The latest in the increasingly long list of American drivers trying out the European Le Mans Series is Will Owen, who, along with Hugo de Sadeleer, has been signed by United Autosports for 2017.
The 21-year-old Colorado native has so far focused his career on the U.S. open-wheel racing scene, and in 2016 finished fourth in the Pro Mazda Championship Presented by Cooper Tires.
However, he is set for a big step up in 2017, racing United Autosports’ new Ligier JS P217 Gibson for the full European Le Mans Series season and the 24 Hours of Le Mans.
“I’m honestly so excited,” he told Sportscar365 at Autosport International. “I didn’t really know which direction we were going to go a few months ago, but like Richard [Dean] said [on stage at the announcement], this has all come together really quickly for United Autosports.
“Now that I’m here and we’ve figured this out and sorted out the deal, I’m really excited. I don’t think we could have figured out anything better for next year.
“The new Ligier looks super, it’s been testing really well and it’s been showing fast. We’re going to be going over 200 [mph] at Le Mans, which is kind of crazy when you think about it now, but I’m sure when I’m out there, it’s going to be [great].
“It’s been a dream to be at that race for a long time, but after I saw it last year, I was hooked. This was my goal, from now on, to get in this race as soon as possible. I can’t believe we did it and I’m really thankful for the opportunity.”
The announcement was made last week at the Autosport International show in Birmingham, England, with several personnel from the team and Onroak Automotive present, including Zak Brown, Richard Dean and Jacques Nicolet, as well as FIA World Endurance Championship CEO Gerard Neveu.
Owen and de Sadeleer were announced as two of the team’s three drivers, but while the third seat is yet to be filled,
Brown hinted that Alex Brundle could join the lineup, saying, “We’re trying to get the economics together to try and get Alex or someone of his caliber, but he did a great job for us and someone like himself deserves to be in a top-line drive.”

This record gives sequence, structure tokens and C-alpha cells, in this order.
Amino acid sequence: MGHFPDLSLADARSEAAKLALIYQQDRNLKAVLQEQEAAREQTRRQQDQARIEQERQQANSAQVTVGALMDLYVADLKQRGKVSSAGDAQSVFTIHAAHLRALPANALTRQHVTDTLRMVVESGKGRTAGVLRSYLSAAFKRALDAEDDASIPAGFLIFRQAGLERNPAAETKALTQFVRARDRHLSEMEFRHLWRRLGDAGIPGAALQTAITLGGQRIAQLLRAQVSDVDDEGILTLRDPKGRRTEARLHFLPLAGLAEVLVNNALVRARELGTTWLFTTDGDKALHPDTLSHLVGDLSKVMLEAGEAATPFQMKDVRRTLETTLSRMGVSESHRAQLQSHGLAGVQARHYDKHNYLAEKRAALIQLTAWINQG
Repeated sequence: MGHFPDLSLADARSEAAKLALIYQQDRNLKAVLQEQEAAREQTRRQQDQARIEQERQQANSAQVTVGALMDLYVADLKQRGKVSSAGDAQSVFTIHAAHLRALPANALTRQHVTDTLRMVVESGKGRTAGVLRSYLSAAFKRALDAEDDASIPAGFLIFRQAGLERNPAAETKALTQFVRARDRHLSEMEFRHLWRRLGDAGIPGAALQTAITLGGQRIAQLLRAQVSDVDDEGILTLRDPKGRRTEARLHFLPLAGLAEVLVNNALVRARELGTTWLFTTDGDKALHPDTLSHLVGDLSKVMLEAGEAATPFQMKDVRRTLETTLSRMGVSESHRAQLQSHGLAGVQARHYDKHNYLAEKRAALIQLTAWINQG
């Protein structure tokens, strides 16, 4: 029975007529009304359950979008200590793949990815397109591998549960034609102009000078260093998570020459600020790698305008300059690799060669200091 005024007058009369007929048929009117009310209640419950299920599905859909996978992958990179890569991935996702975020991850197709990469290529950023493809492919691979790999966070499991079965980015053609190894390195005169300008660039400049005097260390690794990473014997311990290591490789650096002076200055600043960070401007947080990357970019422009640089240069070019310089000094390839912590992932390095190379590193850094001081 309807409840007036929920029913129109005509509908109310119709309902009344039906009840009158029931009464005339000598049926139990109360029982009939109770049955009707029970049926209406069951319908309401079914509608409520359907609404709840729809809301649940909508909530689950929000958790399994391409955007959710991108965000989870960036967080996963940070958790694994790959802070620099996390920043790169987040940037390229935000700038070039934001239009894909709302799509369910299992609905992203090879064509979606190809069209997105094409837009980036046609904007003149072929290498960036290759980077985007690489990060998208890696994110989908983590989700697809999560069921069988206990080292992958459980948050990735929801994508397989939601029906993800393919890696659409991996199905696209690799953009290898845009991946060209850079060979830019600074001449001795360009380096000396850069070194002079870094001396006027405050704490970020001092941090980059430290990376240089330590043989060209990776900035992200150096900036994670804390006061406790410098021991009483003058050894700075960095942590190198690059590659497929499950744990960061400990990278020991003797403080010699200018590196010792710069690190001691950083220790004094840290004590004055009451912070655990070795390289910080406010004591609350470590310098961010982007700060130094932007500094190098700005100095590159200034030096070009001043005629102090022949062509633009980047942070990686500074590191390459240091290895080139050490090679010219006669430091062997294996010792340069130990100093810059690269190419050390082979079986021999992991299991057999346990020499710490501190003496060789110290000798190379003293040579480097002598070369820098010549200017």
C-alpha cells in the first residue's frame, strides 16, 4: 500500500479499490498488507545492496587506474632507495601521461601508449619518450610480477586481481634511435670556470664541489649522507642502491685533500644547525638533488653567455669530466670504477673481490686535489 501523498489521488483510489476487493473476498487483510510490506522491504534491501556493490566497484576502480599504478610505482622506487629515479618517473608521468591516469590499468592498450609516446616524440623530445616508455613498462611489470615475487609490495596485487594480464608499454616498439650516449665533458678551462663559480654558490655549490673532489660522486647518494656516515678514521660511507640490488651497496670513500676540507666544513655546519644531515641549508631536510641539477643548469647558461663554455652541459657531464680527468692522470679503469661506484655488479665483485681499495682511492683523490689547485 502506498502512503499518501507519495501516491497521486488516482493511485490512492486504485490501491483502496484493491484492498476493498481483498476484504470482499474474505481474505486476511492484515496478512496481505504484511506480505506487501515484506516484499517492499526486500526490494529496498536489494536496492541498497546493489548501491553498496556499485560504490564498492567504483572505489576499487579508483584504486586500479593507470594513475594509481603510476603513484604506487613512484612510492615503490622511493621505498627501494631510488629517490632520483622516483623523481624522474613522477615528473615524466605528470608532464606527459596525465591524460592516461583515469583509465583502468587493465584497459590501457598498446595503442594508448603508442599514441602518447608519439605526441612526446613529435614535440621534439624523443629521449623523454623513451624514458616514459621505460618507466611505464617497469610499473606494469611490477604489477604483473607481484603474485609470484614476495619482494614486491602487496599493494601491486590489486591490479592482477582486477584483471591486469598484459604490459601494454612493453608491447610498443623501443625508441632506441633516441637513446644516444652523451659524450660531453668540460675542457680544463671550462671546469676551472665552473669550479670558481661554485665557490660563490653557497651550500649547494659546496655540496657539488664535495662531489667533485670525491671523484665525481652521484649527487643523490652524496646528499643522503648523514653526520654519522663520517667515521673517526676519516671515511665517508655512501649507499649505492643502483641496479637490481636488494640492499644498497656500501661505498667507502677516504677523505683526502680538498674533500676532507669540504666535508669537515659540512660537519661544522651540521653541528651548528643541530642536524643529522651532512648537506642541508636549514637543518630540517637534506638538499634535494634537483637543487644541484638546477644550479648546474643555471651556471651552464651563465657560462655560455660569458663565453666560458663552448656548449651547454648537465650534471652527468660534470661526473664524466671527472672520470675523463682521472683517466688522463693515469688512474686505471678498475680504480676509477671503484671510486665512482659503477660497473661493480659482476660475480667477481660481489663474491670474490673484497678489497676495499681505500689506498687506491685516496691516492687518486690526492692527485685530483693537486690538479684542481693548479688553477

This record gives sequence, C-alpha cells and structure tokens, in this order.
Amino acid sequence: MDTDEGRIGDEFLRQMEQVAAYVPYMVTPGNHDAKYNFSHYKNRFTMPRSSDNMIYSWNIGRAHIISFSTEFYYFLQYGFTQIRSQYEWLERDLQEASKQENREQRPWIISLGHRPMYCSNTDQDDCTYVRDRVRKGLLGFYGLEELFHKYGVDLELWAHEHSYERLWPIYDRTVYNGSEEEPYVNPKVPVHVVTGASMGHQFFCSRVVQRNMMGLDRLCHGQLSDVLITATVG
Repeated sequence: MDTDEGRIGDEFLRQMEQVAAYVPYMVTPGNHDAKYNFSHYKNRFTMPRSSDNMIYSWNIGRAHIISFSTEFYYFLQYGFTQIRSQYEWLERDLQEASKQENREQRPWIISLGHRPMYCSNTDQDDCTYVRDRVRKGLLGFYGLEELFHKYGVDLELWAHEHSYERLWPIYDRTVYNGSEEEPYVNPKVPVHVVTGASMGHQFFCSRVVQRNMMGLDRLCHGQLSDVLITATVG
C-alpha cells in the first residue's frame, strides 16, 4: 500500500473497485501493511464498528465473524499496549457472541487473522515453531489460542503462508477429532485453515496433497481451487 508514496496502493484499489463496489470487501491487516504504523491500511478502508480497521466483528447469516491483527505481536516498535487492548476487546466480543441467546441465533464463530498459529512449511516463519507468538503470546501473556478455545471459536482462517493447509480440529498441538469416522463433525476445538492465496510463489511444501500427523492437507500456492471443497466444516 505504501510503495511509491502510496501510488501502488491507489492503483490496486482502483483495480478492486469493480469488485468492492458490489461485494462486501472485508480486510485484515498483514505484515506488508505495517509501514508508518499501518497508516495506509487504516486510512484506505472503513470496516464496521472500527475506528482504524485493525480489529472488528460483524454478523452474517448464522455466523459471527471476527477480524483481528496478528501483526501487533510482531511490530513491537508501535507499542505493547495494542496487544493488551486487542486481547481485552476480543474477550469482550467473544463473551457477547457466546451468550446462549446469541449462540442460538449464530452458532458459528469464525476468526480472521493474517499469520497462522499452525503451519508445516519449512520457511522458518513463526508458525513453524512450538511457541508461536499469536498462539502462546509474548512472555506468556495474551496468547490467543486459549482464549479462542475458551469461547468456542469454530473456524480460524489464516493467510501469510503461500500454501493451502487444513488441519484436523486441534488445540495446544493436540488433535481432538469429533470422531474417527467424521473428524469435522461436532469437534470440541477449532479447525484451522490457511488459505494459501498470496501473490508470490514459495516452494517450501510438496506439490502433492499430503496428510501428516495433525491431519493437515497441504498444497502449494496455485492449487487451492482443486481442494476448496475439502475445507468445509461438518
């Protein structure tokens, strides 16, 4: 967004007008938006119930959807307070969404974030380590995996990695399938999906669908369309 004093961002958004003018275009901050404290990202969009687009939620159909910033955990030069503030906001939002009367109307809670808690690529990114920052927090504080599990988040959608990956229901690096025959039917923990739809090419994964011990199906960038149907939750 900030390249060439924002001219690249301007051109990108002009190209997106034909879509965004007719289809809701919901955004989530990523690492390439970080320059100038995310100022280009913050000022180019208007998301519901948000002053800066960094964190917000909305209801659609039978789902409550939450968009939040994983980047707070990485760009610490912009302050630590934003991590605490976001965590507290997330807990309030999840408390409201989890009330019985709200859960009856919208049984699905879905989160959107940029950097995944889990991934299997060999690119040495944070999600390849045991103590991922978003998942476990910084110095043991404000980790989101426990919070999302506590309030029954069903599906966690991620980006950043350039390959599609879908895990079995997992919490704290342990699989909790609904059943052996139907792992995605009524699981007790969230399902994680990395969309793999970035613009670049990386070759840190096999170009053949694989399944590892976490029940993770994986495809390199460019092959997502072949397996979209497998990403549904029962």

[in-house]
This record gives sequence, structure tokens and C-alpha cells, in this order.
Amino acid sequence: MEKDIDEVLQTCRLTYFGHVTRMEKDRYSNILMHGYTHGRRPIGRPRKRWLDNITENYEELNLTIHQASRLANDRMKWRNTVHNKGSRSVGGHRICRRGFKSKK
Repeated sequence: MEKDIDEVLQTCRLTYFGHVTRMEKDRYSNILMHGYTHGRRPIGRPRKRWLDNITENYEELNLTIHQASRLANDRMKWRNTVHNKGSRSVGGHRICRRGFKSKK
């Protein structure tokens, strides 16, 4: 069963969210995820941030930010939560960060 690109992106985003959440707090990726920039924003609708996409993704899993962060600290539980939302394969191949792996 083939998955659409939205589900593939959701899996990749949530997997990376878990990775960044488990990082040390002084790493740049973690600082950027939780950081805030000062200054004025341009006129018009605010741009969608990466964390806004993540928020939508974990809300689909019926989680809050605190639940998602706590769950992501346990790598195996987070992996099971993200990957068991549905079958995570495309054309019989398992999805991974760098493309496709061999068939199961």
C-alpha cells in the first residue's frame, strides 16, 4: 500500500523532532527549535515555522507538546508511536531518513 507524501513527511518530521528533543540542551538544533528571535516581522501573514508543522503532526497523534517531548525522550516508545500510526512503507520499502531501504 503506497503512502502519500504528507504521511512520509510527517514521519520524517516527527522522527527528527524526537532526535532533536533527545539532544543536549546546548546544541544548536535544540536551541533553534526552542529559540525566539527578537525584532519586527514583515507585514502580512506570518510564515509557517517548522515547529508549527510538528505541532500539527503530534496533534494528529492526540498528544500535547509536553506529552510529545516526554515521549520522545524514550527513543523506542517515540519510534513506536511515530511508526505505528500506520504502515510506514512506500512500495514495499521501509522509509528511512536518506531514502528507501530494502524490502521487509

While Owen admitted he didn’t know who his other co-driver would be, he did say just how much he is looking forward to working with de Sadeleer and the team in general.
“Honestly, Hugo and I get along well so far,” he said. “I don’t even know him that well but we actually have a lot in common and we like doing some of the same stuff.
“I think we are going to have a similar style, so that’s nice, to know right away that I’m going to be able to get along with him. Just in general the whole team has got some great people. It’s going to be good.”
As well as a new car, series and team, Owen will have to get used to racing on another continent, which he says is something he’s excited about, even though he understands the difficulties in doing so.
“It’s super different,” he said, about racing in Europe. “Everything so far has been different, and this is a big step up for me, from open-wheel.
“Generally, with the tracks, the cars and the drivers, Europe is just a lot different than the U.S. That’s going to be a learning experience from the beginning, in learning how to deal with different cultures, and different kinds of people.”
Owen was given the opportunity to test RGR Sport’s Ligier JS P2 Nissan at the WEC Bahrain Rookie Test in November, giving him his first taste of LMP2 machinery, something he enjoyed.
“It was an awesome day, it was so fun,” he said. “The Ligier car from the previous year was so great to drive, and for sure my favorite race car.
“Everything worked well, we had no problems and I learned so much just from driving with their pro drivers and being in that environment.
“It also taught me that this is what I want to do, in the prototype aspect of it. I want to [race] prototypes from now on.”